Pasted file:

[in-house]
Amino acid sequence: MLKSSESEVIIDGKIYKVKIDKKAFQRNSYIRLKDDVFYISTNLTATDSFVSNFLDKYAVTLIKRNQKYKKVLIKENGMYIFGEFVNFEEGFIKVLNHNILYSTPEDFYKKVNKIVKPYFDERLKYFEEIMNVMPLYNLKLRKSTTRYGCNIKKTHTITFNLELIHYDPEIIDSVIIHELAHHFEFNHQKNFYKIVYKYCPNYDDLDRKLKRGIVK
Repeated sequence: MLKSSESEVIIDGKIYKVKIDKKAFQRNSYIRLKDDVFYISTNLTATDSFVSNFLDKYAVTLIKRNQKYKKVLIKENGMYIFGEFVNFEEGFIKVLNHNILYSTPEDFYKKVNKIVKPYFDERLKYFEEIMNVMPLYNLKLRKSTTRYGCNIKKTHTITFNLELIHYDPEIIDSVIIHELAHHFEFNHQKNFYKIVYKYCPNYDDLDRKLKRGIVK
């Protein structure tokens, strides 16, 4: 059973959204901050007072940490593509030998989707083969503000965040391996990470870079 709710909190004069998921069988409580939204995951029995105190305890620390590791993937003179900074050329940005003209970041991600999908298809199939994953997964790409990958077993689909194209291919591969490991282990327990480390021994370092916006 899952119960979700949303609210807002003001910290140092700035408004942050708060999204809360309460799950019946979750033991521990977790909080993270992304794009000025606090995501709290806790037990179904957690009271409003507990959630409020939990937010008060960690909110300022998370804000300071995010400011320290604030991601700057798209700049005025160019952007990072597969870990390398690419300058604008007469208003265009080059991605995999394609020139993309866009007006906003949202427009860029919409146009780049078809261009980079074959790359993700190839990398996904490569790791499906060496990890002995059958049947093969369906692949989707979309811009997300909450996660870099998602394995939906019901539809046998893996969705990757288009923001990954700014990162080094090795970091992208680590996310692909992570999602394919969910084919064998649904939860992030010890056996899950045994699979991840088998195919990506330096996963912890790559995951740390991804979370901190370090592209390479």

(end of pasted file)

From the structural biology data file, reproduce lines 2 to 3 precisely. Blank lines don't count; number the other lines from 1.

Amino acid sequence: MLKSSESEVIIDGKIYKVKIDKKAFQRNSYIRLKDDVFYISTNLTATDSFVSNFLDKYAVTLIKRNQKYKKVLIKENGMYIFGEFVNFEEGFIKVLNHNILYSTPEDFYKKVNKIVKPYFDERLKYFEEIMNVMPLYNLKLRKSTTRYGCNIKKTHTITFNLELIHYDPEIIDSVIIHELAHHFEFNHQKNFYKIVYKYCPNYDDLDRKLKRGIVK
Repeated sequence: MLKSSESEVIIDGKIYKVKIDKKAFQRNSYIRLKDDVFYISTNLTATDSFVSNFLDKYAVTLIKRNQKYKKVLIKENGMYIFGEFVNFEEGFIKVLNHNILYSTPEDFYKKVNKIVKPYFDERLKYFEEIMNVMPLYNLKLRKSTTRYGCNIKKTHTITFNLELIHYDPEIIDSVIIHELAHHFEFNHQKNFYKIVYKYCPNYDDLDRKLKRGIVK